I once encountered a teacher who offered these amazing magick classes for two hours a night, three weeks in a row. She was frustrated that 50 people would show up for the first class, only 20 for the 2nd and about 5 for the last night. I know this gal and she's a great teacher and she was offering hard-to-get information they said they all wanted. The students just didn't value her time or they did want to make an effort. She refused to profit from her teaching, so I advised her to have the students write a $10 - $30 check to their favorite charity and give it to her as their class fee. It worked. Since they had "paid" for these classes, they valued them, and most managed to show up for all three weeks.

It's sad that so many Pagans believe that money is "bad" (ironically, a Judeo/Christian notion they still keep hold of). Pagan efforts of all kinds suffer as a result. Pagans do not "tithe", as Christians do, so how exactly are we ever going to have a temple? Wishing will not make it so.

As I said, too many Pagans expect great classes and events for free. And they want organizations, but won't pay the dues to support these. I've give you just one example: A colleague of mine was going to put up 40K of her own money to start one of those Pagan Centers we all claim to want (with classes, rooms to rent, readings, as well as a coffee bar and a gift shop attached). This would be open to any and all types of Pagans. She had the real world skills, training, contacts, and experience in the Pagan community to do this. She also had the lawyers, and the insurance coverage, too. But she was hissed at for *daring* to ask for reasonable membership dues (on a sliding scale, yet!) to help support it after the first year. All around her snotty remarks were made by Pagans about her proposed "Pagan Country Club". Well, who did she think she was anyway? I'll tell you who, *she* was the gal who had earned that money. She was the gal trying to give back to her Pagan brother and sisters. I said "give back" not "give it all away", which is apparently what some people wanted. Faced with this ingratitude and hostility, she decided not to open the Center. She's doing just fine, though. It's the Pagans who lost out.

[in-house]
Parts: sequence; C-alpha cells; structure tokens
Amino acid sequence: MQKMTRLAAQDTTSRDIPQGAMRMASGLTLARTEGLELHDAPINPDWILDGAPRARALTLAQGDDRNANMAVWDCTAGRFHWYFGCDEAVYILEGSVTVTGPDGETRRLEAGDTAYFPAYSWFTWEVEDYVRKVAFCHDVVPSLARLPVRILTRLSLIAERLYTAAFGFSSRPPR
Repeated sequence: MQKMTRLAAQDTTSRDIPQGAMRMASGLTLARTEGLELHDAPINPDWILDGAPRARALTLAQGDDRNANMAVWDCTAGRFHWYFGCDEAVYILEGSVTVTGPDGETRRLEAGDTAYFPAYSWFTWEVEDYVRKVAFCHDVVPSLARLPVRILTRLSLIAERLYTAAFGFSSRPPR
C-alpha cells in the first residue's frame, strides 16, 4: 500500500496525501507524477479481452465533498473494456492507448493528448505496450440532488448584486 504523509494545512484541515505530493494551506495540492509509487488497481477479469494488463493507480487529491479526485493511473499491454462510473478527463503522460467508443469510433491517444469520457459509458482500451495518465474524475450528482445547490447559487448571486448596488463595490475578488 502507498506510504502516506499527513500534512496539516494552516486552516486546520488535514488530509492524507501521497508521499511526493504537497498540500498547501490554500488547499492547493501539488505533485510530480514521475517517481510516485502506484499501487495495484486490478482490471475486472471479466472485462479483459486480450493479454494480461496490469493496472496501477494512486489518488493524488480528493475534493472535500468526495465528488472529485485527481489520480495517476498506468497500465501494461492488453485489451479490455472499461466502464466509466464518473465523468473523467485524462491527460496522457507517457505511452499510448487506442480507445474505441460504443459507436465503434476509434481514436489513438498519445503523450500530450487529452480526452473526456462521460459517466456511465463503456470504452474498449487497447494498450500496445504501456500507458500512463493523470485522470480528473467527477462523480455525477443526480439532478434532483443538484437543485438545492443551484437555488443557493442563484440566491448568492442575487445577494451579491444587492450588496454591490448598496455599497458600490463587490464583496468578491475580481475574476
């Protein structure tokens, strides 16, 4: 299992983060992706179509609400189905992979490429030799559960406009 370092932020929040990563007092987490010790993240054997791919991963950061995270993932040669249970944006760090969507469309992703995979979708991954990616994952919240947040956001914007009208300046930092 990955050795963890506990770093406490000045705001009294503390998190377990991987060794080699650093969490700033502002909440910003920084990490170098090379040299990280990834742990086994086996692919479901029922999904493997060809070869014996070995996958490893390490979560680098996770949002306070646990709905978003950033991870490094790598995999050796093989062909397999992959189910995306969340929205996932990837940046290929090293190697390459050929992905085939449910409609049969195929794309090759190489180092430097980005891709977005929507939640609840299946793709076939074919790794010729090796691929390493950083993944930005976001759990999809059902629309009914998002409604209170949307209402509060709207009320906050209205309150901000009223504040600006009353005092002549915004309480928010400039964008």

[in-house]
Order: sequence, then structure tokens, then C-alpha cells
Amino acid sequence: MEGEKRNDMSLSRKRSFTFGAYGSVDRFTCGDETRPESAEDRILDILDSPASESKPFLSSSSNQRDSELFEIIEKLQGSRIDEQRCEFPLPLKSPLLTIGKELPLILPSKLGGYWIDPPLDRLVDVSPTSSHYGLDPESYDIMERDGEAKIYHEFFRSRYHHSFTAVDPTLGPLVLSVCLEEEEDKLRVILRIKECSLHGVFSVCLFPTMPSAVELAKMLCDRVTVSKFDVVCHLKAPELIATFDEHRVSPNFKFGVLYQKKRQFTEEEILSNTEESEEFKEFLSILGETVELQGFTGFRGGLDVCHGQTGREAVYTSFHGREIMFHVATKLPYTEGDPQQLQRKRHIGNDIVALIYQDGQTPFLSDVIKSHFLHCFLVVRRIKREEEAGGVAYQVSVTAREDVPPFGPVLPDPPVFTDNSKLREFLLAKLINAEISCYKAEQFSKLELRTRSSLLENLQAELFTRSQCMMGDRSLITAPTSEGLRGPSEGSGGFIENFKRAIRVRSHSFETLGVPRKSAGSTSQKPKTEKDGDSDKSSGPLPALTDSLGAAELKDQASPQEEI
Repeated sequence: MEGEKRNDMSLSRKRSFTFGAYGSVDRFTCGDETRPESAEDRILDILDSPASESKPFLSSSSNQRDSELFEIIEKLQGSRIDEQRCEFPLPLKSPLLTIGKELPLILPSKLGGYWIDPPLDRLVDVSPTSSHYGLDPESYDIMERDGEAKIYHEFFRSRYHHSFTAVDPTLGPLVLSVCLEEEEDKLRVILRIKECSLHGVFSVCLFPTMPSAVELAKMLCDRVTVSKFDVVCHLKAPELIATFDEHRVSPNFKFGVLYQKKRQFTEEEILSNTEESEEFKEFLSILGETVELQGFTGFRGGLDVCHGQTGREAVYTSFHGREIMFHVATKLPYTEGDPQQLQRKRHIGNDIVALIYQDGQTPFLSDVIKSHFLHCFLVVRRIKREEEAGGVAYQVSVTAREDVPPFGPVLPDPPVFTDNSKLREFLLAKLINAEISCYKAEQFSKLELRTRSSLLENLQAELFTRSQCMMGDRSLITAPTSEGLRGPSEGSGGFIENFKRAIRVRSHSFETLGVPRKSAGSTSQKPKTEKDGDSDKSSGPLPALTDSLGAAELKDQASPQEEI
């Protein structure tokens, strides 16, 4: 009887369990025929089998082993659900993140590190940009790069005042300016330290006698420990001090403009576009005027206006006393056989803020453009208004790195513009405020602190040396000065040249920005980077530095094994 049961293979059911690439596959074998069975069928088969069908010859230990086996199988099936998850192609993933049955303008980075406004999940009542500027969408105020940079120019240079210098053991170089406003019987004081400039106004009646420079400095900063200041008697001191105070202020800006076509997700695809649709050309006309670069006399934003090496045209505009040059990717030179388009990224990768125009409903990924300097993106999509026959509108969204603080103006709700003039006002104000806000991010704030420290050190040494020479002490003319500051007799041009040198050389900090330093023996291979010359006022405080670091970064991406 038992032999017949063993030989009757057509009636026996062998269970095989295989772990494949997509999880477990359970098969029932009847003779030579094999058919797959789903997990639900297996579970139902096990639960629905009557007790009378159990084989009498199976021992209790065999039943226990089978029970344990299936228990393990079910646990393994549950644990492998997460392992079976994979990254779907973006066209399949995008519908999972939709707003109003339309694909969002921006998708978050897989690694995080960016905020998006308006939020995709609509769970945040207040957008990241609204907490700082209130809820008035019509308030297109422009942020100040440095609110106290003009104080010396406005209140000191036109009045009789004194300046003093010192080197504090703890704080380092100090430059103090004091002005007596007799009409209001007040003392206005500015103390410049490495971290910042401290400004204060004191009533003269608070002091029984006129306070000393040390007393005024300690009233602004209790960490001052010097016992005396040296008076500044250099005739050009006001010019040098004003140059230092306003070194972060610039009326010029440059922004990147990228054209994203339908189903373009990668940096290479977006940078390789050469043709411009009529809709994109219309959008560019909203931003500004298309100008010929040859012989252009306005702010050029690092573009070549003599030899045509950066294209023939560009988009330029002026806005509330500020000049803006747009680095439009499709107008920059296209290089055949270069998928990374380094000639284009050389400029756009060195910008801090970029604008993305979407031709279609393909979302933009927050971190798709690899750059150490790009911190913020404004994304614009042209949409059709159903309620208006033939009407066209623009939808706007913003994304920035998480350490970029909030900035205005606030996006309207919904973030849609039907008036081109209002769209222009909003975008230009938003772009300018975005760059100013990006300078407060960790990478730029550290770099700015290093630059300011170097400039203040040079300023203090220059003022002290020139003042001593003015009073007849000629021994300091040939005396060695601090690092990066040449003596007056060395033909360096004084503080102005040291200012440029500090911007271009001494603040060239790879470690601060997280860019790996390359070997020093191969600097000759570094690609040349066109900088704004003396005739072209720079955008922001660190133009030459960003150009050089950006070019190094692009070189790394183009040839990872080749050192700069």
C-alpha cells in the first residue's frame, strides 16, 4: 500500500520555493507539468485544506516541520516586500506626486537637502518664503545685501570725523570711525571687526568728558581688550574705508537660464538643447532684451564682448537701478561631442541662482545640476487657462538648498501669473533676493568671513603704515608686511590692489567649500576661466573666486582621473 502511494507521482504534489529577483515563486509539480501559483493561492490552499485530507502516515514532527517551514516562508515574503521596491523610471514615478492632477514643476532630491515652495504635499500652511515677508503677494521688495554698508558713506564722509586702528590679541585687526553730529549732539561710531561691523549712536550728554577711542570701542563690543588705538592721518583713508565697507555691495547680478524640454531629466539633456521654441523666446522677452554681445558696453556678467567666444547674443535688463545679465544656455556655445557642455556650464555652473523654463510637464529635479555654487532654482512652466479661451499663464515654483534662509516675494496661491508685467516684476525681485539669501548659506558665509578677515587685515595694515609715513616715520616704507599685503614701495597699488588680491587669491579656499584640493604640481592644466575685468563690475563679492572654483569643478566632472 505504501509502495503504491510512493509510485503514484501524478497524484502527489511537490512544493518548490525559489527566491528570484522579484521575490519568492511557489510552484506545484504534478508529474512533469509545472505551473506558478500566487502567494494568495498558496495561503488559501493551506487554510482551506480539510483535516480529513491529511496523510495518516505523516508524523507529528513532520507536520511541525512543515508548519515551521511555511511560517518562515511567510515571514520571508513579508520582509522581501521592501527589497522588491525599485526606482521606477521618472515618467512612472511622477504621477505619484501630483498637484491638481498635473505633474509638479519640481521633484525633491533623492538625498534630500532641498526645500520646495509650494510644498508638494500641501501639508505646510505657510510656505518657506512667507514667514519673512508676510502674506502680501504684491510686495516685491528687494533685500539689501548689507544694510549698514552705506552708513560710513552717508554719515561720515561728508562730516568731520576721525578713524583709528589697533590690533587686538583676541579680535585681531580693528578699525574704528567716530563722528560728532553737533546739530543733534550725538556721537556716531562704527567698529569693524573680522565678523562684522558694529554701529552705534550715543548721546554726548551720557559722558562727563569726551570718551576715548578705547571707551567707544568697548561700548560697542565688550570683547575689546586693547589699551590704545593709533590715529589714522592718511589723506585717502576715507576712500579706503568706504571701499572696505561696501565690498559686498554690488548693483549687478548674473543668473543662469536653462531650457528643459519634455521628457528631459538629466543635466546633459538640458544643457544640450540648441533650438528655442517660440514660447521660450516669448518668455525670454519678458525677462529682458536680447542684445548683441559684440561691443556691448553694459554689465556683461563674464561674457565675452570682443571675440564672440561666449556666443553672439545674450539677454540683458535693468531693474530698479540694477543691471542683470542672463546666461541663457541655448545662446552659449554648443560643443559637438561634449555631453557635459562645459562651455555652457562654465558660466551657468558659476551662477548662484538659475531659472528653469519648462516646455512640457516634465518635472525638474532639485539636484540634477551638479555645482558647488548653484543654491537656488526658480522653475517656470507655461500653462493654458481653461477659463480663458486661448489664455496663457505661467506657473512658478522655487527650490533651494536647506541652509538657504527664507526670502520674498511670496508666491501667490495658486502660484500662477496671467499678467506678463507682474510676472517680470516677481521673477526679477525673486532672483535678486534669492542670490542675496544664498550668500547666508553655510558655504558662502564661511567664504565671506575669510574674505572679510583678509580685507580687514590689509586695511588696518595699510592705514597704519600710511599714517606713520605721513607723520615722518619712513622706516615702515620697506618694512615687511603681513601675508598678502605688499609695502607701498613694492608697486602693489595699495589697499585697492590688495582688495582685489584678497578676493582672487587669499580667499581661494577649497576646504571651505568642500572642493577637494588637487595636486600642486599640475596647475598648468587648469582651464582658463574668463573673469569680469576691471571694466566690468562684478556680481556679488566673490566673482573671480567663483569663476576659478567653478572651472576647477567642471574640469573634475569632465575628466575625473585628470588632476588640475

Meanwhile, many New Age stores are making a good living, offering classes and jobs in the community and helping their folks to network. Go figure. I know one Pagan store left in my old neighborhood that does well, but they offer classes, et al, to both Pagan and New Age folks and others. If they relied only on Pagans for support I'm sure that they would soon go under.

Frankly, if Pagans don't respect or support the work required to offer retreats, events, temples, stores, etc. then they don't deserve to have them.

Will this change? Sure. It will change when Pagans with real world skills who respect money (which is simply another form of energy) come together to organize more of these events and temples. I see that happening now, and it's exciting, but it would be wrong for the Pagan community as a whole to expect a free ride. If you can't give money, then give a little of your time and expertise.

When Pagan Organizers write to me, dispondent, close to burn out from dealing with Takers. My advice to them is that they release that person with blessings, and go on to work with those among us who want to build something that lasts.